Drought-stricken California communities battened down the hatches Thursday ahead of gusty winds, heavy rain and heavy mountain snow that the National Weather Service warned could be one of the biggest storms in five years. Meanwhile, a nor'easter dumped more than 20 inches of snow in parts of Upstate New York, Pennsylvania and New England, meteorologists said.
In California, heavy rains and winds of up to 60-miles-an-hour were headed towards San Francisco and would likely hit the city later on Thursday and into Friday. "The rain [in California] will really increase through the morning and into the afternoon," said Michael Palmer, lead meteorologist at The Weather Channel.
On Wednesday evening, crews cleared storm drains and residents loaded up on sandbags of the weather system that was expected to pack hurricane-force winds capable of toppling trees and power lines and heavy rains that could cause streams and rivers to flood, according to NBC Bay Area.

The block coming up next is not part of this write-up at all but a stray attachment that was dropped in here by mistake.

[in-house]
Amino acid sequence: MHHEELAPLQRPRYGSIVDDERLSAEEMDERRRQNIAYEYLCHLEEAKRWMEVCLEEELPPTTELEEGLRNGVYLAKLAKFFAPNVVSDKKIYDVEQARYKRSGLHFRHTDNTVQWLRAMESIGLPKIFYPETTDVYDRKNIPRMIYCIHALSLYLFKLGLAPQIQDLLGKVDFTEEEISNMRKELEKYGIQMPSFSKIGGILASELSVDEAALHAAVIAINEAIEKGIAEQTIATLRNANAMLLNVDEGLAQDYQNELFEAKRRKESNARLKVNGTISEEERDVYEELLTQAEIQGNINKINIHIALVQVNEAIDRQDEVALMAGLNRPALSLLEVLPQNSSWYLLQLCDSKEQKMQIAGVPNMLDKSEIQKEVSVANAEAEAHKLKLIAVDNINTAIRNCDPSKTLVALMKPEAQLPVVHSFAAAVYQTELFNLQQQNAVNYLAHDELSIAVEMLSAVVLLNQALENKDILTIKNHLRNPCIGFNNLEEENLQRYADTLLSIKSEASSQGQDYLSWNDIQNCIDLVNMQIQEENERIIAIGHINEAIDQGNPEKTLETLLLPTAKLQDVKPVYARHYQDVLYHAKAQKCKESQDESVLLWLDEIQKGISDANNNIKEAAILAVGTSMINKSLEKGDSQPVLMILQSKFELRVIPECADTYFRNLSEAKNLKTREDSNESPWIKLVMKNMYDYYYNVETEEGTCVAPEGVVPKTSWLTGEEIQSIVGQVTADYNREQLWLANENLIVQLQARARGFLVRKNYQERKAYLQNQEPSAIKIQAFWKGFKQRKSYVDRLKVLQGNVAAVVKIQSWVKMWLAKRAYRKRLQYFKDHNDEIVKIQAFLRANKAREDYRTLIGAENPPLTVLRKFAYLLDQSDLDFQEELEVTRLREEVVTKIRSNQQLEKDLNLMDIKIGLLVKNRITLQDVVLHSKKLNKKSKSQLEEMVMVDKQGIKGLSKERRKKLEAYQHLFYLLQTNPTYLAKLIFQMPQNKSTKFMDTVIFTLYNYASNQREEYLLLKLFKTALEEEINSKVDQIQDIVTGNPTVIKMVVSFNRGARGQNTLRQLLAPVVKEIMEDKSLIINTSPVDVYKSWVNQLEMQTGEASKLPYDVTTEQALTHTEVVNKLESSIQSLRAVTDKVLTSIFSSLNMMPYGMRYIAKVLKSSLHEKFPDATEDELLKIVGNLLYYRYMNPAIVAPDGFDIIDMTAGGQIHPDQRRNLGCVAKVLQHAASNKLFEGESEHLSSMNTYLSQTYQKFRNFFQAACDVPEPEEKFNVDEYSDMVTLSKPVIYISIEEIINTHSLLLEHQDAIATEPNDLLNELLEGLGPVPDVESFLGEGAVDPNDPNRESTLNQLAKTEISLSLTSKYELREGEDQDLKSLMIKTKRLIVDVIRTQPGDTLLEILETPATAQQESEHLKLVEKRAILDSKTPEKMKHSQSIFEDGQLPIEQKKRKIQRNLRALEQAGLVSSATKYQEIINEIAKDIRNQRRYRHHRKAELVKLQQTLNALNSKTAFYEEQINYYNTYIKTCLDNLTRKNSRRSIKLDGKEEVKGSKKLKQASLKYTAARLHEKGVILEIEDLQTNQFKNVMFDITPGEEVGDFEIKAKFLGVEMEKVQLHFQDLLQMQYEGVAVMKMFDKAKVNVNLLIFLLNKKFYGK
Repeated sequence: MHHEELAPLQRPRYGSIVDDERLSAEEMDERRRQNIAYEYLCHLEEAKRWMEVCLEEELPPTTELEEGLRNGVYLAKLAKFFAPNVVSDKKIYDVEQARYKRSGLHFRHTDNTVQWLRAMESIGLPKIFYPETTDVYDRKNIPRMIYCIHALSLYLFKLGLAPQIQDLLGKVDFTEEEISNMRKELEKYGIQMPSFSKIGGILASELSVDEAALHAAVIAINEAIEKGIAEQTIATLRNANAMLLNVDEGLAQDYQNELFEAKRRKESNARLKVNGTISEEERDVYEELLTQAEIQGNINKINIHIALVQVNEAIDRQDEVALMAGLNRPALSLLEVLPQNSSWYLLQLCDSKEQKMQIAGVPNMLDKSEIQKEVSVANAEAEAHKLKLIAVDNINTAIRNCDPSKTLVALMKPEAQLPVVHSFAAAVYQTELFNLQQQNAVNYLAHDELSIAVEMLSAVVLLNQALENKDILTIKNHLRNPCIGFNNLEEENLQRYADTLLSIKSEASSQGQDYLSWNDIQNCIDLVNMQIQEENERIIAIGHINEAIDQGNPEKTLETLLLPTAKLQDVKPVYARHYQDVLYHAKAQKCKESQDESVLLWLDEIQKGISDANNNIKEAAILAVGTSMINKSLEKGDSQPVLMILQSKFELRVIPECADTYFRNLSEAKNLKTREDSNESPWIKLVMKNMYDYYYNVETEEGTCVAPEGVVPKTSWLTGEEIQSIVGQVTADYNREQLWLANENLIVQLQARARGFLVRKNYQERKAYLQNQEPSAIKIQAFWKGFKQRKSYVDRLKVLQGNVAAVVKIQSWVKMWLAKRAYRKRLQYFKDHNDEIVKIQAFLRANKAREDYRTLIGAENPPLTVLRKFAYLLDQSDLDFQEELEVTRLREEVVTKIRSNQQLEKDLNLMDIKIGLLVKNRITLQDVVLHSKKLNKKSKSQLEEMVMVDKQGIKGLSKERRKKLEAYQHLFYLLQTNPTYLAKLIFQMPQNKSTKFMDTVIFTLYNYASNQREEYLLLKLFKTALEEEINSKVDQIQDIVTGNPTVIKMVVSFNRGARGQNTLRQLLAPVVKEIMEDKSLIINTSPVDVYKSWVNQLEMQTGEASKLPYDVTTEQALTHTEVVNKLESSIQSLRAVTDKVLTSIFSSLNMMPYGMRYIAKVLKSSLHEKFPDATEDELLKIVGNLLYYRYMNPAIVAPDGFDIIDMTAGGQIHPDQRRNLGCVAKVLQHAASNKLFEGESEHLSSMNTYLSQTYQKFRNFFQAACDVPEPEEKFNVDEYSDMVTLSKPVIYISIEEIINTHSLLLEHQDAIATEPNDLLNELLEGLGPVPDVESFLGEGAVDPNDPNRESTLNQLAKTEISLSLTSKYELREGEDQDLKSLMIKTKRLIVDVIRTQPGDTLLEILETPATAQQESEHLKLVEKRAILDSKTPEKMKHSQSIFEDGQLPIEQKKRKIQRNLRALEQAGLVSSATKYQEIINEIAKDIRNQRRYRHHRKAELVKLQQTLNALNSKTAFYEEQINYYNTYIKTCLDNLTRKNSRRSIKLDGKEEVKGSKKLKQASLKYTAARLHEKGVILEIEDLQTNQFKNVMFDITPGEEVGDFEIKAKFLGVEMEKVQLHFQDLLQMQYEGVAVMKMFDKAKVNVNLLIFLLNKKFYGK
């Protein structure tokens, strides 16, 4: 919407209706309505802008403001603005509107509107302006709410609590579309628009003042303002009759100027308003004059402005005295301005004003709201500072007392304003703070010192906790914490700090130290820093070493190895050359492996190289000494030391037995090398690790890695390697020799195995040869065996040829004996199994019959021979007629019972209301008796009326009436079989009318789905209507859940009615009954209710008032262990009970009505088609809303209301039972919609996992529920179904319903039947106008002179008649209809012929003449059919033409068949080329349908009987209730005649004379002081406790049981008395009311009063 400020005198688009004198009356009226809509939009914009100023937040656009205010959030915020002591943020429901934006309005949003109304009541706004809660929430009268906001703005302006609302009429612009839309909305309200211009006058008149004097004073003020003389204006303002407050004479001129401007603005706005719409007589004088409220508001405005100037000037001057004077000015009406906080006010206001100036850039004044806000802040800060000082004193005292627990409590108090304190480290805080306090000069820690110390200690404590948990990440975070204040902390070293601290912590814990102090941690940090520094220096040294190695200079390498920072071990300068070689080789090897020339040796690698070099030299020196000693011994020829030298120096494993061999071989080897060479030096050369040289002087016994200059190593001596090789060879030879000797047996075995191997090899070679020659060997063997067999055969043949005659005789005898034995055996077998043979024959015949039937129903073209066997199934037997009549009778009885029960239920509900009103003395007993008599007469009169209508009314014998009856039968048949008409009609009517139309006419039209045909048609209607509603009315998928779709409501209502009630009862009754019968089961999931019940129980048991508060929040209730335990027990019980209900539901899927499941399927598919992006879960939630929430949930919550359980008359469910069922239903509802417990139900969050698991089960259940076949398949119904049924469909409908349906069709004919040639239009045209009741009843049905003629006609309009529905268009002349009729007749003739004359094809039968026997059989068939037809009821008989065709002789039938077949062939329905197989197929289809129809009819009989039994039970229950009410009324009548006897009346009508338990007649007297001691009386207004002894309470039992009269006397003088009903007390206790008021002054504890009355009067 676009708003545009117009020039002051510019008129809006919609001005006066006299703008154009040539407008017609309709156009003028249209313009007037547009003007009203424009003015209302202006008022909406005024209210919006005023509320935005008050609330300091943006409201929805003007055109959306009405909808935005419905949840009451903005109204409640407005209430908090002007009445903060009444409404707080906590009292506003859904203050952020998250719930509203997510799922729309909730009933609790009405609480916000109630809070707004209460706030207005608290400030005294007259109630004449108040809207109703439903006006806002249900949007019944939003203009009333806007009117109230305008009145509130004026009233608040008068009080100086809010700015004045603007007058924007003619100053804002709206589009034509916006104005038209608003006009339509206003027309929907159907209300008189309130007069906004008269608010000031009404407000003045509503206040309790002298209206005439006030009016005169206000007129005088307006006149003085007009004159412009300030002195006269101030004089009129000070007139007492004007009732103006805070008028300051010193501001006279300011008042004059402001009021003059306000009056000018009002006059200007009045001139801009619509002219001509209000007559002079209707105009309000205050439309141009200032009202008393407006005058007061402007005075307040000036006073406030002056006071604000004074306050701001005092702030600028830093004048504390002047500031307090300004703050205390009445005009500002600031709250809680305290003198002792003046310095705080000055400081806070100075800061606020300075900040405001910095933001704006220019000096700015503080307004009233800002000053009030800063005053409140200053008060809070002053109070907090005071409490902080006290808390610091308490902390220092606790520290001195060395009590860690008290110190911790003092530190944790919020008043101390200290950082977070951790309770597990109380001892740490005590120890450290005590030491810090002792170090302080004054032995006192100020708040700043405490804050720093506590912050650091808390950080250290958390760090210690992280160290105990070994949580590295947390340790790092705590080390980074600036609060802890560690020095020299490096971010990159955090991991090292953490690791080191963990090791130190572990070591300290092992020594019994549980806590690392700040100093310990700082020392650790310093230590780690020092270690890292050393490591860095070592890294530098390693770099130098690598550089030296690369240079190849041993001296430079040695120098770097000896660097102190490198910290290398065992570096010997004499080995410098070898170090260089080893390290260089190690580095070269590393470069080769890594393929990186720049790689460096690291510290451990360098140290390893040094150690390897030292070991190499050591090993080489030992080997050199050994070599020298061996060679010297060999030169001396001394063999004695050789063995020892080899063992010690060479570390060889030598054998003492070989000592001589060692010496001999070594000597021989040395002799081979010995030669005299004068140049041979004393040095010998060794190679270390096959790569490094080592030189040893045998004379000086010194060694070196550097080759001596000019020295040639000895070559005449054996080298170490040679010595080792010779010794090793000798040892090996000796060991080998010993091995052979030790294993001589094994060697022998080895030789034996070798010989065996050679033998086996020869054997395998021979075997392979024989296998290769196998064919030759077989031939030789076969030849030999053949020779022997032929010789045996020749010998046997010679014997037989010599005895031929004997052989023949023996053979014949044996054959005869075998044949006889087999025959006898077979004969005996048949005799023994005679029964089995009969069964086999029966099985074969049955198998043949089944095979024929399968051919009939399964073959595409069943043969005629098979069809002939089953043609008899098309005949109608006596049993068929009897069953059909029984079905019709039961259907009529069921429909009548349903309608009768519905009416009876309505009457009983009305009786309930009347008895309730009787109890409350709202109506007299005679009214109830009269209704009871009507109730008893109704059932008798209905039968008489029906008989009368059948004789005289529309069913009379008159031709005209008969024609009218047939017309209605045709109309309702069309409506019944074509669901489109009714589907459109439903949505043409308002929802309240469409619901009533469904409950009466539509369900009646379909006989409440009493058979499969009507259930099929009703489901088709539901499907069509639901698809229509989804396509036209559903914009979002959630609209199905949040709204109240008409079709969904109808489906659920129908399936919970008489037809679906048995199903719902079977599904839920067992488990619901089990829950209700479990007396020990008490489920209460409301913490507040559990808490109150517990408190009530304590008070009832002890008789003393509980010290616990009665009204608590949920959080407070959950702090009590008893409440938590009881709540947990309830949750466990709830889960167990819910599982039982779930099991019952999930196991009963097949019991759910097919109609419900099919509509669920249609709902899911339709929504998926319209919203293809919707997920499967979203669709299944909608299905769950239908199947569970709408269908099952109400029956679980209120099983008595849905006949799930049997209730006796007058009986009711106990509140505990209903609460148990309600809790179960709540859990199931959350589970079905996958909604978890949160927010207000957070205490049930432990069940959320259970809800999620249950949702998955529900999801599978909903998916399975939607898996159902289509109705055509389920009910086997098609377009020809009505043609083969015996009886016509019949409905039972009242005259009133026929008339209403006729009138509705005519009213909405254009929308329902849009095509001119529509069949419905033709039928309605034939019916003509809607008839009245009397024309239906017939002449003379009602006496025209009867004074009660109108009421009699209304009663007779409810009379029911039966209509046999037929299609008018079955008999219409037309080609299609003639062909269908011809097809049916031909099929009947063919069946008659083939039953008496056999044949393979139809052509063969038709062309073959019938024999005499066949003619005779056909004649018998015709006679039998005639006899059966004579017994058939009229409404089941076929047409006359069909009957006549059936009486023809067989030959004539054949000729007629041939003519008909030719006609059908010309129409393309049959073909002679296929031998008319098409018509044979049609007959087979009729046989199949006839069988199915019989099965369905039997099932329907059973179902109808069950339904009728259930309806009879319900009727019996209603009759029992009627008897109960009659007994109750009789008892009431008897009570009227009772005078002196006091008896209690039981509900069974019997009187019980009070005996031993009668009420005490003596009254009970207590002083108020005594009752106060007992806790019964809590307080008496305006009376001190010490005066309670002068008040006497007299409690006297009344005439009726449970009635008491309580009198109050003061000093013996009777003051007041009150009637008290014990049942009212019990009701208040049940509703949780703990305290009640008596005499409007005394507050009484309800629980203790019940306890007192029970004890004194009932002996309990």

The National Weather Service warned that major flooding was possible in Mendocino County, California, where the Eel River could reach 26.1 feet by Friday at Fernbridge — more than 12 feet above flood stage.
In Atascadero on California's central coast, organizers canceled Friday's scheduled Winter Wonderland holiday festival because of expected heavy rain, NBC station KSBY of San Luis Obispo reported. In Orland in Glenn County, officials already had thousands of sandbags prepared to hand out to residents, along with newly repaired chainsaws to deal with downed trees, City Manager Pete Carr told NBC station KNVN of Chico.
On the East Coast, a weather system that had dumped snow and rain across the region was winding down. "From the Adirondacks to the Catskills, there have been 20-plus inches of snow in the last 24 hours," Palmer said.
The storm was expected to peter-out Friday, except for a few lingering light snow showers. "The steadiest and heaviest snow Thursday should occur in western New York and northwest Pennsylvania with snow showers across the remainder of NY/PA and New England," according to The Weather Channel.